Despite all its environmental hazards and negative marks on carbon footprint, presently there is no other building material that can challenge the supremacy of cement in the construction industry. India being the third large cement producer in the world, cement industry has occupied pivotal position in the economy, often the commodity’s demand trend giving prior signal about economy’s growth direction.
Lockdown 2.0 was milder
Though the industry turned out one of the best performances in the concluding quarter of last financial year and also started the new financial year on a positive note, euphoria died down soon as the country went into lockdown mode following revival of Covid cases in the country. Thus, the industry had to settle for second consecutive disastrous peak season though this time the impact was slightly milder than last year. Though the lockdown was for a shorter period, Monsoon that followed the relaxation in lockdown norms ensured that poor demand continued till the end of September.
Industry faced multiple challenges
During the first six months of the current financial year, the industry faced, apart from lockdown, several other problems. In Chhattisgarh, there was transporters strike which hampered movement of the commodity. Bihar, Rajasthan and some southern states faced sand shortage. Some states also faced floods due to heavy rains which in turn affected the construction activities.
Most of these problems were local in nature, but one factor affected all manufacturers alike across the country, that is, fuel cost spike. Sudden spurt in the coal prices post July 2021 put cement industry almost into a crisis like situation. However, with coal prices receding in November from their recent highs, a large overhang on costs for the cement manufacturers has been removed.
Indian cement manufacturers were under pressure, owing to the huge uptick in input costs. Coal shortages were also seen in India with reports of coal stocks hitting new lows at power plants and Coal India Ltd diverting all supplies to only power companies. With domestic coal unavailable, imported coal expensive beyond limits and petcoke being expensive with limited availability, cement companies were staring at fuel shortages or astronomical increase in costs.
Despite the input cost inflation which is expected to remain for some more time, the industry in general is optimistic about the prospects of the industry, not only in the long run but also in the second half of the current financial year. According to UltraTech, for example, recovery in rural housing, higher MSP for kharif crop, improved food grain production in rabi harvest, a third normal monsoon and pick-up in infrastructure-led construction activity are likely to drive cement demand off-take. Continuous increases in input costs like coal, pet coke and diesel pose a challenge for the industry. The company is confident of weathering the storm of increase in prices of coal, diesel and other inputs, with its sustainable efficiency improvement programs, accompanied by increase in selling prices to absorb the increase in costs.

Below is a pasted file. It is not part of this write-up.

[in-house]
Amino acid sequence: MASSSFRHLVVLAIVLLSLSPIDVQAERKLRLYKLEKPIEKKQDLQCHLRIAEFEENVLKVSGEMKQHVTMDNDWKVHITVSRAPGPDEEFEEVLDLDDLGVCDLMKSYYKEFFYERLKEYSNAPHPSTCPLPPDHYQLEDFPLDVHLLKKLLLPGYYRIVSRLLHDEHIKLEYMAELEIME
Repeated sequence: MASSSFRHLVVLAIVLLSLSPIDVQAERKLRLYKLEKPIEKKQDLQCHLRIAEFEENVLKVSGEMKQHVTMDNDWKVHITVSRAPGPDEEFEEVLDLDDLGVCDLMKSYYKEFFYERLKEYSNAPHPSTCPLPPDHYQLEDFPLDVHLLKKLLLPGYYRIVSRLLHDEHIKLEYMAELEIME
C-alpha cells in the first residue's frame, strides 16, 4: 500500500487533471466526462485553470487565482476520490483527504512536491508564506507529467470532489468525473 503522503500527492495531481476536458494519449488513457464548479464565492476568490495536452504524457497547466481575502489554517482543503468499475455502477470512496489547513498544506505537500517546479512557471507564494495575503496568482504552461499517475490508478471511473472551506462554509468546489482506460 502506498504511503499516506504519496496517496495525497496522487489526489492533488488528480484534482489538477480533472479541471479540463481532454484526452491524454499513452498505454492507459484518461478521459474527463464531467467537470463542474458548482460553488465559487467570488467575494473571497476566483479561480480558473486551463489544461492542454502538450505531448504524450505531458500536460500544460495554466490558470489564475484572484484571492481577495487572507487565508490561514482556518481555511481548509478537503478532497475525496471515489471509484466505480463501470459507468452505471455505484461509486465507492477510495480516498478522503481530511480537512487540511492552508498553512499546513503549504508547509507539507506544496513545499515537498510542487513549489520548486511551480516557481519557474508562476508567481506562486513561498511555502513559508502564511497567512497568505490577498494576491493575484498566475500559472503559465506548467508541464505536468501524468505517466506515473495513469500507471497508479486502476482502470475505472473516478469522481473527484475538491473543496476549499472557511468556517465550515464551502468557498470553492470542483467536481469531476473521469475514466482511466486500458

Similarly, Ambuja Cement, a LafargeHolcim group company, is of the view that the domestic activity in India is on an improving trend with reduction in COVID-19 cases and supported by increased pace of vaccinations. “Government’s continued focus on capital expenditure and reforms to support growth augur well for domestic demand. Rural demand is expected to be buoyant backed by revival in agricultural activity. We remain confident that these will support cement demand in the medium term,” says the company.
Mr. Puneet Dalmia, Managing Director – Dalmia Bharat Limited, said, “Inspite of unprecedented cost related headwinds across regions, our razor sharp focus on operation efficiencies and execution has helped us contain our costs and deliver industry leading performance. As India’s economy continues to rebound from the lows of last year, we expect demand and pricing environment for the sector to improve for the rest of year.”
According to Birla Corporation, post monsoon, demand for cement has started to improve. “The Company has raised prices to partially pass on the increase in input costs. Taking advantage of an improved demand scenario, geographical mix of sales is being optimized again. Together. these measures are expected to improve net realization in the second-half of the financial year.”
FY21 demand was much better than anticipated, driven by rural demand and infrastructure spending by the government. Steady recovery in demand is expected to continue even in FY22. The second covid wave has affected cement demand in the first two months of FY22, but a gradual recovery from here on is expected especially in view of waning threat of the pandemic. Infrastructure demand is expected to be strong while rural demand momentum could be lower than what was witnessed last year given the lower MGNREGA spending by the government. However, for certain states and UTs like Maharashtra, Karnataka, Kerala, Tamil Nadu, Delhi etc. demand recovery is likely be muted given the significant impact of second covid wave.